An aerial tanker, similar to the Boeing 707 Stratojet, the KC-135 replaced the KC-97. Rohr made the Pratt & Whitney jet engines for the KC-135. "The KC-135 is capable of refueling bombers at much greater speeds and altitudes, saving time and fuel (O’Sullivan 1958).

See:
Rohr. Annual Report 1956.

Boeing KC-135 military tanker
Government/Military
The KC-135 program began in 1954 at the Riverside plant." Rohr produced the power pods, stabilizers and elevators. It was scheduled to phase out in October of 1956. (Rohr Corporation 1964 Annual Report, p. 4).

Boeing SST (commercial wide body aircraft products)
Engine: GE
Plant:
Rohr manufactured components: jet engine pods
See:

Rohr Corporation. Rohr Corporation, 1968, p. 19.

Boeing's United States supersonic transport  Government/Military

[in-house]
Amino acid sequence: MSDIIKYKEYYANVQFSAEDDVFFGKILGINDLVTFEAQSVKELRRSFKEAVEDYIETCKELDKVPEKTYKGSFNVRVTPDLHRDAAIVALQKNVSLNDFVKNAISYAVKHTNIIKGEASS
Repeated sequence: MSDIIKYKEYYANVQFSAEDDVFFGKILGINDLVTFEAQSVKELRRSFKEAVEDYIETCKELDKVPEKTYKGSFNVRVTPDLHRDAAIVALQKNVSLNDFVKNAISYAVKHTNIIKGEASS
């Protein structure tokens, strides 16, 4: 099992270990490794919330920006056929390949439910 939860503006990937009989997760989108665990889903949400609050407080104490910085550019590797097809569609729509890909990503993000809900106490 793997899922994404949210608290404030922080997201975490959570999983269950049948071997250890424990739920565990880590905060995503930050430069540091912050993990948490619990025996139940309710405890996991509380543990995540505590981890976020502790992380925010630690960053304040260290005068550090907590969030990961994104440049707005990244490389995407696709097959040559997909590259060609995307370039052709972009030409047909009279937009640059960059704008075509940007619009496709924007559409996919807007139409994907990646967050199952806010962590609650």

In May 1967, Rohr was selected to to build the propulsion pods for the United States supersonic transport. The propulsion pods were to be built under the horizontal tail of the 1800 mile per hour airlined, and equipped with variable geometry air inlets to reduce engine noise and insure optimum engine efficiency (Rohr Corporation 1967 Annual Report, p. 5, 6).

British Aerospace BAe 146 (Commercial Narrow Body Aircraft Product)
Engine:
ALF502

British French Concorde (Commercial Narrow Body Aircraft Product)
Engine:
Plant:
Rohr manufactured components: engine inlets, engine bay enclosures, elevons, and rudder sections.

C-87
See:

Rohr Corporation. Rohr Corporation, 1968, p. 4.

Cessna Citation
Rohr designed and manufactured thrust reversers for the Cessna Citation (Rohr, 1976).
For further reading see:
Rohr Industries., Inc. Annual Report 1976.

Chase and Fairfield C-123
(troop carrier)
Engine: 
Plant: 
Rohr manufactured components:

Consolidated Catalina

Consolidated PB2Y3 Coronado
 

Engine: Pratt & Whitney
Plant: Chula Vista
Rohr manufactured components: power packages